She was ordered to serve a split sentence, meaning she will spend three years in county jail and three years on mandatory supervision in the community. California law changed in 2011 to allow some non-violent offenders to serve their prison terms in jail — a situation often described in court as “local prison.”

In September 2019, a judge ordered Ambrosio to stop practicing dentistry. State records show that’s when her license, which was issued in 1990, was suspended.

Authorities said Ambrosio falsely claimed to have performed 800 root canals on 100 patients between 2014 and 2018, even though she lacked the specialized training required to perform root canals.

In some instances, the people she claimed to have performed root canals for had never set foot in her office. In another instance, she billed an insurance company $61,700 for 110 root canals, all of which she claimed to perform on a family of four over just a three-month period in 2016.

“Her deception involved billing for work on days her office was closed, or she was noted as being on vacation,” county prosecutors said in a news release. “In some instances, Ambrosio billed for root canals on non-existent or missing teeth, or she double billed for teeth she previously claimed to have performed root canals on.”

San Diego County District Attorney Summer Stephan said the way that Ambrosio “bilked the system” was “astounding.”

“Unfortunately, when insurance companies get ripped off, consumers ultimately pay the price through higher premiums,” Stephan said in a news release.

Ambrosio’s attorney, Kerry Armstrong, said his client “is extremely remorseful” and ready to begin her sentence next week.

“By all accounts, she was a fantastic dentist to her patients,” Armstrong wrote in an email Wednesday night. “And while she possibly will never get to practice dentistry again, she hopes to work in a field where she can help people once she serves her sentence and regains employment again.”

California Department of Insurance personnel investigated Ambrosio for more than two years and worked with the insurance fraud division of the District Attorney’s Office to prosecute the case.

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Dentist who stole $866K through insurance fraud gets 6 years in prison

SAN DIEGO (CNS) – A former Mira Mesa dentist who bilked insurance companies out of hundreds of thousands of dollars by submitting claims for procedures she never performed, including hundreds of supposed root canals, has been sentenced to six years in state prison, the San Diego County District Attorney’s Office announced Wednesday.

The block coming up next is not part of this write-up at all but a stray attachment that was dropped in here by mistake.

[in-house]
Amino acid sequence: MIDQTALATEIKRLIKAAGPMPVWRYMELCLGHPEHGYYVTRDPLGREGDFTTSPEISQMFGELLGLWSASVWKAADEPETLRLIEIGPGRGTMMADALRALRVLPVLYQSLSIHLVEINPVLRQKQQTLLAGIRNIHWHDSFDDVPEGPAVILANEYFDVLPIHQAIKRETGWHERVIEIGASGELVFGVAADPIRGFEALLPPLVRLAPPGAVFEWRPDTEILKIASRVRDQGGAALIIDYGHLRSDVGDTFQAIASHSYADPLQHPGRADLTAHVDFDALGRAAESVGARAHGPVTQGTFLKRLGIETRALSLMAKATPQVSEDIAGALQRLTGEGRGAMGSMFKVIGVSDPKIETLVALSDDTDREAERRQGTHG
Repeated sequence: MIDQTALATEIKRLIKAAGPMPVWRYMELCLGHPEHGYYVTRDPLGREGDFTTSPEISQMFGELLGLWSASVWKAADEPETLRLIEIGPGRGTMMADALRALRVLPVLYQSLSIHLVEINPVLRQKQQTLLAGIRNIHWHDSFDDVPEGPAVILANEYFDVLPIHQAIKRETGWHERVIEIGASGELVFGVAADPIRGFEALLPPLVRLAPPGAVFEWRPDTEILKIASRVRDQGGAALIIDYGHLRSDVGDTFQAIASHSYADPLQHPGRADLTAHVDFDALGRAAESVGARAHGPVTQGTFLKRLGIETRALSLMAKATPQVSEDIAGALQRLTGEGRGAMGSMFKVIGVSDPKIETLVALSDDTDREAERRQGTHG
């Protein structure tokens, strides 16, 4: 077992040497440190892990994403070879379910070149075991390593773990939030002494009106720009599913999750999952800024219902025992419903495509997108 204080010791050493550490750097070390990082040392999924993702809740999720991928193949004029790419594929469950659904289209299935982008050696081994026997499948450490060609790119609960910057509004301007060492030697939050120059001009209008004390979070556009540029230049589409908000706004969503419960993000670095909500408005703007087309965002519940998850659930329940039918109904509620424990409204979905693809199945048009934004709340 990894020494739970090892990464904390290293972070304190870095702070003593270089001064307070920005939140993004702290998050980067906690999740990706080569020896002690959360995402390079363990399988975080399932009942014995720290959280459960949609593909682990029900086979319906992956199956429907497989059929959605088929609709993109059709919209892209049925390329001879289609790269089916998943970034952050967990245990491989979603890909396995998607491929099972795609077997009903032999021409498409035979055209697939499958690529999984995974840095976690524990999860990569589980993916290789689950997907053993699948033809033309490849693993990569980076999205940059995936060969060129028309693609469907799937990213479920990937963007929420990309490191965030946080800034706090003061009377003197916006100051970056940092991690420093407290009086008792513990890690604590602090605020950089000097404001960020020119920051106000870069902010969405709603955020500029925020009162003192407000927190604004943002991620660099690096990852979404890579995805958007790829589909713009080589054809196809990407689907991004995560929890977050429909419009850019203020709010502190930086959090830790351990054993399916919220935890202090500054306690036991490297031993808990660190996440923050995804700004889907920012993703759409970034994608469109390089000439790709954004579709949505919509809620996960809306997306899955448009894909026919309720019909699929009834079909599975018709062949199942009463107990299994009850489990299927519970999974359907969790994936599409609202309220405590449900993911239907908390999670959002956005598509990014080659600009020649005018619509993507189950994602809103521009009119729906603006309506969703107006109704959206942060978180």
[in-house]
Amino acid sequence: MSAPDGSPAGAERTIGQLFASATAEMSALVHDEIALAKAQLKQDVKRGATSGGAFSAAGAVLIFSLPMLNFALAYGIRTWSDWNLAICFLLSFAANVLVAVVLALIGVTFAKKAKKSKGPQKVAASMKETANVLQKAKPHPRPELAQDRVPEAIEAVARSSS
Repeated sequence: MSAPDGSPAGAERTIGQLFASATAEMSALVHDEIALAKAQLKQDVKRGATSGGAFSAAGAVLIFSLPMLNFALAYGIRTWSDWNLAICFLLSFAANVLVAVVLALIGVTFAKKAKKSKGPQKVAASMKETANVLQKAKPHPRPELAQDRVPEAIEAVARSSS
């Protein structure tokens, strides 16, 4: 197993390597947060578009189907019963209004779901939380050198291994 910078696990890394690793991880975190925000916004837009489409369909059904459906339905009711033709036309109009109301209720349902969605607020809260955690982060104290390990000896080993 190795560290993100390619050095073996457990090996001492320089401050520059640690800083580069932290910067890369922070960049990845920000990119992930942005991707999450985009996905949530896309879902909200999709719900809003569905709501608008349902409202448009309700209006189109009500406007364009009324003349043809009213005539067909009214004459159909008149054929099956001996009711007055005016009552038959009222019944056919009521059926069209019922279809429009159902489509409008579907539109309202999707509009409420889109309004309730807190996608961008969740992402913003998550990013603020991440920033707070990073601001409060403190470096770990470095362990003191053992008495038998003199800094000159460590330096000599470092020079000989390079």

April Rose Ambrosio, 59, pleaded guilty to three counts of insurance fraud earlier this year for fraudulently billing insurance companies for $866,700, for which she received more than $400,000 from 10 insurance companies, according to prosecutors.

The DA’s Office said Ambrosio falsely claimed she performed 800 root canals on 100 patients, despite not having specialized training as an endodontist to perform such procedures.

Ambrosio was sentenced earlier this month, and in addition to a six-year prison term, was ordered to pay $405,633 in restitution. Her license to practice dentistry was also suspended last year, a few months after she was charged.

Prosecutors say the fraud occurred between 2014 and 2018.

During that time, Ambrosio billed for work she said occurred on days her office was closed and billed for more than 100 root canals during a three- month period, all of which were supposedly performed for a family of four, according to the DA’s Office. She also billed for root canals on teeth patients didn’t have or double billed for teeth she previously said she performed root canals on, the DA’s Office said.

“The way this defendant bilked the system is astounding,” District Attorney Summer Stephan said. “Unfortunately, when insurance companies get ripped off, consumers ultimately pay the price through higher premiums.”

Ambrosio’s case was investigated over the course of two years by the California Department of Insurance and the San Diego County District Attorney’s Office.

“This medical provider abused the trust placed in her by fraudulently billing for procedures she never performed and was never trained to perform,” California Insurance Commissioner Ricardo Lara said. “Her illegal actions cost California consumers through higher insurance premiums and erodes the trust consumers hold for honest providers in the dentistry field.”